As one of the early identified genes that caused POAG,39MYOC caused up to no more than 4% of POAG subjects in various populations.10,11 From the previous studies, DCVs in MYOC were detected in 2.45% (78/3190) of POAG and ocular hypertension subjects from US or Canadian, and the rates were 3.79% (55/1490) in Australian, 2.87% (90/3140) in European, 2.32% (91/3925) in East Asians, and 1.97% (33/1671) in Africans, respectively (Table S5, http://links.lww.com/APJO/A77).

Clinical Phenotype Compiled by Different Groups

Individuals with pathogenic/likely pathogenic variants, VUS, and likely benign/benign variants had an average maximal IOP or IOP when first diagnosed of 33.87 ± 9.89 mm Hg, 31.09 ± 9.54, and 29.73 ± 8.23, respectively, based on previous studies. There was a significant difference among the 3 groups in terms of maximal IOP or IOP when first diagnosed (P = 2.00E-04). Meanwhile, the mean age at diagnosis of the 3 groups were 35.47 ± 15.94, 37.97 ± 21.02 and 44.97 ± 19.76 years. The average diagnostic age was also significantly different among the 3 groups. (P = 6.80E-03) (Fig. 2C and D) However, the significant difference was caused by diagnosis age between the pathogenic/likely pathogenic group and likely benign/benign group. Interestingly, the phenotypes of pathogenic/likely pathogenic variants reported were concentrated in the POAG and JOAG groups (Fig. 2B).

DISCUSSION

In the present study, 8 polymorphisms with MAF ≥ 0.01 were distributed indistinctively in POAG and controls from our in-house analysis. In addition, all 45 rare variants were significantly higher in POAG than in controls (P = 3.31E-14) and in PACG (P = 2.22E-04). Interestingly, all 7 pathogenic or likely pathogenic variants and 8 variants of the VUS-a group were enriched in the OLF-domain of exon 3. The conserved OLF-domain was an important domain composed of extracellular proteins and involved in such disorders as glaucoma, cancers, inflammatory bowel disorder, and more.33,46 Pathogenic and likely pathogenic variants differ in whether there is a family history. For variants in the VUS-a group, their contribution to glaucoma is uncertain, as they were identified in the control group and the controls are too young to show glaucomatous signs and symptoms.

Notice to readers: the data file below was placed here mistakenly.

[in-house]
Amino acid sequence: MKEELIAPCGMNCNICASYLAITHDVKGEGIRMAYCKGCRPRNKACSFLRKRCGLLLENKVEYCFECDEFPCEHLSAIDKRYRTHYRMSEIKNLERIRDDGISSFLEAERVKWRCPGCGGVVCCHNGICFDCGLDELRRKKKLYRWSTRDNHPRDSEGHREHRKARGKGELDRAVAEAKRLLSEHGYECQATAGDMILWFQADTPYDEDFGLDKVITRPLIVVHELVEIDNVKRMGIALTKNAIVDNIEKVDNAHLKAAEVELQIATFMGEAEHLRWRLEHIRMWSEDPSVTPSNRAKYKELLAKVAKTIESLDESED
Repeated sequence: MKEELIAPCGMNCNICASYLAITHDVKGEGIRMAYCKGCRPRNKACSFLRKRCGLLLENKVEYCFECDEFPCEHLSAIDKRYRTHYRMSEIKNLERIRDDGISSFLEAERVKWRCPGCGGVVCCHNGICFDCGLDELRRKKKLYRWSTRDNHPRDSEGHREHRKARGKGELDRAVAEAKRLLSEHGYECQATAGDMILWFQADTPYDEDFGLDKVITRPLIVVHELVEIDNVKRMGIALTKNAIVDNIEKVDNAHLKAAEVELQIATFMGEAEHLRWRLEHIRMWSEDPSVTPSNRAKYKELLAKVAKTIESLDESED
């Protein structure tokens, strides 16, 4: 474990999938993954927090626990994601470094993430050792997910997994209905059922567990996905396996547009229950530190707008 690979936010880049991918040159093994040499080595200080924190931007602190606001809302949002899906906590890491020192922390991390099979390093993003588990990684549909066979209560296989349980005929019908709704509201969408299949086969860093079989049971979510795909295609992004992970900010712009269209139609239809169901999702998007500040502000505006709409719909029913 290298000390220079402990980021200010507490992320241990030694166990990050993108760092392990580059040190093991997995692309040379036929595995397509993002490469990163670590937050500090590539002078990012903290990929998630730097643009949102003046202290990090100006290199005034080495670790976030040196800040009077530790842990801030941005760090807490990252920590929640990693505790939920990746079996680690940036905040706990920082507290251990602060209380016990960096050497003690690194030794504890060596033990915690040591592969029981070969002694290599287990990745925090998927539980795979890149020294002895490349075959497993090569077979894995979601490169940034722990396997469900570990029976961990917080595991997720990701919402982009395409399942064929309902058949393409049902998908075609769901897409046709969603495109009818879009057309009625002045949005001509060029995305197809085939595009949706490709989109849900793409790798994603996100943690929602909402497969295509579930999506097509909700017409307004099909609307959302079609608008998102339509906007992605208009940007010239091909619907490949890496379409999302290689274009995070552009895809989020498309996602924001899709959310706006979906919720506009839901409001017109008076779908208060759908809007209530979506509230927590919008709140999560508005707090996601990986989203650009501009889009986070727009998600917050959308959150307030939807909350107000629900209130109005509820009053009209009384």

Taking the truncation variants into consideration, the evidence thus far has suggested that they scattered in the coding region of MYOC and the more frequently reported, the higher the frequency in the gnomAD database (Figs. 4 and 5). With a high frequency in the population, p.Q368 might be considered as a hot-pot with a high frequency, though incomplete penetrance was observed. Functional research revealed that the nonsense variant affected intracellular sequestration and myocilin secretion, which might be a mechanism of glaucoma caused by mutant MYOC. It is highly necessary to lucubrate the genetic factor in the POAG patient with p.Q368. However, there was no difference between truncation variants within the OLF-domain and those based on the gnomAD database. It suggests that the correlation between positions of truncation variants and their pathogenicity need further clarification.

It is suggested that MYOC DCVs result in misfolded protein and can further be degraded in the endoplasmic reticulum. Dimers or multimers may be the important form of myocilin's function, and the gain of function is recognized as the mechanism of DCVs.47,48 Glaucoma caused by mutant MYOC is considered an autosomal dominant inheritance disease, and a missense variant occurring in the OLF-domain led to a misfolding dimer or multimer. However, the misfolding protein interfered with these normal one while the truncation variants, which led to a truncated protein, degraded intracellularly and had less impact on the wild type dimer or multimer.49 The mechanism also needs more evidence to clarify. Moreover, the myocilin also expresses in myelin sheath in peripheral nerves, which provide a new insight that variants in myocilin may reduce the tolerance of optic nerve to pressure.50